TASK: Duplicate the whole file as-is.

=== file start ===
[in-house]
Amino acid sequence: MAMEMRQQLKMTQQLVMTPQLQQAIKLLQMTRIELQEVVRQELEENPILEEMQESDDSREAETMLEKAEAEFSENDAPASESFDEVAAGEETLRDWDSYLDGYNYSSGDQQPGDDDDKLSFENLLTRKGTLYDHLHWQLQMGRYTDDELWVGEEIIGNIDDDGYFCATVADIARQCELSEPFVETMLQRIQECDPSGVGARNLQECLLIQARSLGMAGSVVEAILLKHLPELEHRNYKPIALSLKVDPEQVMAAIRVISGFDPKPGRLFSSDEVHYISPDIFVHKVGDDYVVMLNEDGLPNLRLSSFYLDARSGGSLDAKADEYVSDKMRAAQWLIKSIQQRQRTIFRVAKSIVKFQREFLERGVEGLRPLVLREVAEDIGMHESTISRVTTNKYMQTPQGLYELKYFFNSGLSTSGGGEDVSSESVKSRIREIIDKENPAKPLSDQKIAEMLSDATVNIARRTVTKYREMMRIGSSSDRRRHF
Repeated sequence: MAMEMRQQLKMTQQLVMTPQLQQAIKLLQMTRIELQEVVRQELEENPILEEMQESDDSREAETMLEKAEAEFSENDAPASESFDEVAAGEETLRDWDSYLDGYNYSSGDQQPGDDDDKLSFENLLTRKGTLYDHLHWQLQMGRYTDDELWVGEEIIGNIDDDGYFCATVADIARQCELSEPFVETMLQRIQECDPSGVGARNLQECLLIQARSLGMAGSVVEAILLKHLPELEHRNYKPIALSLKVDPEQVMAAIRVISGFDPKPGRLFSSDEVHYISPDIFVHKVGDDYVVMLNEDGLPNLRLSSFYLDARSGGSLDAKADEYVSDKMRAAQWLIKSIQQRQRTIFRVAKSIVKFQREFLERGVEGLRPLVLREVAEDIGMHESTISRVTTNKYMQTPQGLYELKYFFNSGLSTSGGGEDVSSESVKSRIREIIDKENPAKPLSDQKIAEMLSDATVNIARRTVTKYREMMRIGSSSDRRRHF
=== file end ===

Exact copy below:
[in-house]
Amino acid sequence: MAMEMRQQLKMTQQLVMTPQLQQAIKLLQMTRIELQEVVRQELEENPILEEMQESDDSREAETMLEKAEAEFSENDAPASESFDEVAAGEETLRDWDSYLDGYNYSSGDQQPGDDDDKLSFENLLTRKGTLYDHLHWQLQMGRYTDDELWVGEEIIGNIDDDGYFCATVADIARQCELSEPFVETMLQRIQECDPSGVGARNLQECLLIQARSLGMAGSVVEAILLKHLPELEHRNYKPIALSLKVDPEQVMAAIRVISGFDPKPGRLFSSDEVHYISPDIFVHKVGDDYVVMLNEDGLPNLRLSSFYLDARSGGSLDAKADEYVSDKMRAAQWLIKSIQQRQRTIFRVAKSIVKFQREFLERGVEGLRPLVLREVAEDIGMHESTISRVTTNKYMQTPQGLYELKYFFNSGLSTSGGGEDVSSESVKSRIREIIDKENPAKPLSDQKIAEMLSDATVNIARRTVTKYREMMRIGSSSDRRRHF
Repeated sequence: MAMEMRQQLKMTQQLVMTPQLQQAIKLLQMTRIELQEVVRQELEENPILEEMQESDDSREAETMLEKAEAEFSENDAPASESFDEVAAGEETLRDWDSYLDGYNYSSGDQQPGDDDDKLSFENLLTRKGTLYDHLHWQLQMGRYTDDELWVGEEIIGNIDDDGYFCATVADIARQCELSEPFVETMLQRIQECDPSGVGARNLQECLLIQARSLGMAGSVVEAILLKHLPELEHRNYKPIALSLKVDPEQVMAAIRVISGFDPKPGRLFSSDEVHYISPDIFVHKVGDDYVVMLNEDGLPNLRLSSFYLDARSGGSLDAKADEYVSDKMRAAQWLIKSIQQRQRTIFRVAKSIVKFQREFLERGVEGLRPLVLREVAEDIGMHESTISRVTTNKYMQTPQGLYELKYFFNSGLSTSGGGEDVSSESVKSRIREIIDKENPAKPLSDQKIAEMLSDATVNIARRTVTKYREMMRIGSSSDRRRHF